“I was definitely not thinking about my thesis. I was thinking ‘step ... step ... that looks safe ... step."

On a budget of $10 a day, surviving on rice and lentils, and referring often to their Lonely Planet guide books to get them through the inevitable altitude sickness, Mr. Wrinch and Mr. Smith were nevertheless thrilled to reach their destination.

“This elation comes over you,” Mr. Smith said. “Everybody’s silent – nobody’s hooting and hollering because you’re at about nine percent oxygen and half of the people with you are sick.”

“You just pant and hand the camera to someone to get a picture,” Mr. Wrinch said. “It’s really more about the journey, and the people you meet along the way.”

Mr. Smith agreed, telling of how every kid in town came out to see him as he got off the bus in Jiri, and of the little girl who washed her red sock all day long – apparently just so she could observe how the lanky white guy did his laundry. Challenged to alter his perspectives of time, distance, safety, and personal space, Mr. Smith, a former atheist, was particularly inspired by the Buddhist principles of spiritual regeneration, and saw his friendships with other international travellers blossom into opportunities to scuba dive in the Red Sea, hang out on a houseboat in Kashmir, and tour the pyramids in the Valley of the Kings. He even met up with a friend with whom he had made a tentative date over two months earlier!

Mr. Wrinch, meanwhile, remembers the man whose gangrenous toes had to be cut off without painkiller.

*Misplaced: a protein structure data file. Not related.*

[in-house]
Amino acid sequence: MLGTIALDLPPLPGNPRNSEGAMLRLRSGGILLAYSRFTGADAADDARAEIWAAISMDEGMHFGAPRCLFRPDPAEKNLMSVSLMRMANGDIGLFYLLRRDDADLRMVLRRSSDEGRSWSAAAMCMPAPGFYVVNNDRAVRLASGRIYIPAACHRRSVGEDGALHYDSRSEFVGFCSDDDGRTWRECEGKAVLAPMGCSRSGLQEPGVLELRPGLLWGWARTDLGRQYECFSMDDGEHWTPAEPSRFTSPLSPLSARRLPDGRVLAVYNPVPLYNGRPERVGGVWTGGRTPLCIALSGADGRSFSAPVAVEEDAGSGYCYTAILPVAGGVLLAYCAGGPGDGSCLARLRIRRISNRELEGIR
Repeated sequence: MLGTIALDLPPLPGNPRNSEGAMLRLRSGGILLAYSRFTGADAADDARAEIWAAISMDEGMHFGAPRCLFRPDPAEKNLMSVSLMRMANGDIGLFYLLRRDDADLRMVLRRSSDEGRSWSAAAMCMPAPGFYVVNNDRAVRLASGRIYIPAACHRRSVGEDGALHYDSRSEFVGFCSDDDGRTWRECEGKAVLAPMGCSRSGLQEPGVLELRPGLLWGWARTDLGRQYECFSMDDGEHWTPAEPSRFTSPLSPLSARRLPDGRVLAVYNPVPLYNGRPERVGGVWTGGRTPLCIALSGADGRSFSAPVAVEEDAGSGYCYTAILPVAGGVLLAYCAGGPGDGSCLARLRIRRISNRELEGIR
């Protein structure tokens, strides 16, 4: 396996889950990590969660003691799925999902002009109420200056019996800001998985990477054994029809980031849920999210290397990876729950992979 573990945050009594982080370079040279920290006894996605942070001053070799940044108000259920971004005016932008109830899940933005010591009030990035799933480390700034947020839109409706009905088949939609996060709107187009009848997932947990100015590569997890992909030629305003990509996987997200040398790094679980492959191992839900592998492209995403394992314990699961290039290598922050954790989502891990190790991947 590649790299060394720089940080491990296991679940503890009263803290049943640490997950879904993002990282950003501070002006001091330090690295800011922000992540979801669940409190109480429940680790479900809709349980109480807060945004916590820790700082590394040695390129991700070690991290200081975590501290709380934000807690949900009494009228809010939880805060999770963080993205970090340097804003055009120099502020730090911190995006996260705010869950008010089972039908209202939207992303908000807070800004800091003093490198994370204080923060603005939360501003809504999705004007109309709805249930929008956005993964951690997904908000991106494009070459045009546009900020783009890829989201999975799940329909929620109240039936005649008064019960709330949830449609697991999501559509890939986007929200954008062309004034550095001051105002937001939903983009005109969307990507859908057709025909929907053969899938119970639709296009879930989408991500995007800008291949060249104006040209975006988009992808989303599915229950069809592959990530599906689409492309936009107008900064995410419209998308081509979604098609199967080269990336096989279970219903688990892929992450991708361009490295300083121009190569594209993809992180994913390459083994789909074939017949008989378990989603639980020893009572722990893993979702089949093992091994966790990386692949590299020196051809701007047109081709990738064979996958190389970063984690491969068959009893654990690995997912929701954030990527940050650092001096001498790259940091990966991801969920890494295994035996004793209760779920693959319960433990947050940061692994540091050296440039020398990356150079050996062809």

Applying his credo “go hard or go home” to his adventure travel, Mr. Wrinch descended from Everest to try his luck in Calcutta, working for a month with Mother Teresa (about six months before her death) in the infamous City of Joy.

“I have no pictures of India because India is a feeling, it’s an experience,” he said. “You just can’t get it through pictures.”

Volunteering in the Home of the Sick, which he describes as “more like the Home of the Really, Really, Extremely Sick – let’s just say I don’t know what could be happening at the Home of the Dying,” Mr. Wrinch pitched in as a floor cleaner, laundry washer, and bandaging assistant.

But the dangerous work came next. Leaving Calcutta, Mr. Wrinch travelled to Bangkok and ended up on a German-owned sailboat going to Sri Lanka, “and I didn’t even know where Sri Lanka was at that point”. Finding the boat to be the target of several would-be pirates bearing down on them in the middle of the Indian Ocean, Mr. Wrinch remembers the captain calling out, “Oh my God, they’ll kill us all! Quick, grenades are under the seat, shotgun is over there, I’ll get the pistol!” Although the potential killers circled the vessel for what seemed like an eternity, Mr. Wrinch’s captain played coy until they decided not to board.

“That was pretty scary,” Mr. Wrinch admits. “That was dry mouth.”

Currently plotting a joint trip to Chile for sometime next year, and keeping busy as graduate engineering students and VP’s in a new high-tech startup called IntrigniaSolutions (www.intrignia.com), Mr. Wrinch and Mr. Smith consider the question of whether there is a correlation between studying engineering and pursuing extreme activities.

“A lot of people who do engineering and high-tech are used to things changing quickly,” Mr. Smith admits. “Technology, work-terms and school-terms every four months, different people, different environments.”

Mr. Wrinch adds, “You have to keep pushing, to know that you’re going ahead, to know that you’re not going back.”